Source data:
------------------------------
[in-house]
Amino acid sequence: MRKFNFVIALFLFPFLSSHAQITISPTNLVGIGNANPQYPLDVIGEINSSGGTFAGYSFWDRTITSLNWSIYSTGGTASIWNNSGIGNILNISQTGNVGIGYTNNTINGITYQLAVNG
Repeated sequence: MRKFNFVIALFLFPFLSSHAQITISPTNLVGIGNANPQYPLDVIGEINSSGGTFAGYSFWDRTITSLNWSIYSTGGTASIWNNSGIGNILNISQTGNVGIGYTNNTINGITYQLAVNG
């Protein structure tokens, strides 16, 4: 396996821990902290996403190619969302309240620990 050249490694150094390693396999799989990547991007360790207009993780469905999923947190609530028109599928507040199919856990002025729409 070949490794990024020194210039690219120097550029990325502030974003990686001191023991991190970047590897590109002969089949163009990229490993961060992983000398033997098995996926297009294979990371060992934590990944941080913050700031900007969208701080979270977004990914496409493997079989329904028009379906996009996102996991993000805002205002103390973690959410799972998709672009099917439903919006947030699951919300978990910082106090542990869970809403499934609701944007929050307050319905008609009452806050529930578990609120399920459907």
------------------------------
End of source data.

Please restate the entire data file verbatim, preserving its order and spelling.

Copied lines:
[in-house]
Amino acid sequence: MRKFNFVIALFLFPFLSSHAQITISPTNLVGIGNANPQYPLDVIGEINSSGGTFAGYSFWDRTITSLNWSIYSTGGTASIWNNSGIGNILNISQTGNVGIGYTNNTINGITYQLAVNG
Repeated sequence: MRKFNFVIALFLFPFLSSHAQITISPTNLVGIGNANPQYPLDVIGEINSSGGTFAGYSFWDRTITSLNWSIYSTGGTASIWNNSGIGNILNISQTGNVGIGYTNNTINGITYQLAVNG
């Protein structure tokens, strides 16, 4: 396996821990902290996403190619969302309240620990 050249490694150094390693396999799989990547991007360790207009993780469905999923947190609530028109599928507040199919856990002025729409 070949490794990024020194210039690219120097550029990325502030974003990686001191023991991190970047590897590109002969089949163009990229490993961060992983000398033997098995996926297009294979990371060992934590990944941080913050700031900007969208701080979270977004990914496409493997079989329904028009379906996009996102996991993000805002205002103390973690959410799972998709672009099917439903919006947030699951919300978990910082106090542990869970809403499934609701944007929050307050319905008609009452806050529930578990609120399920459907």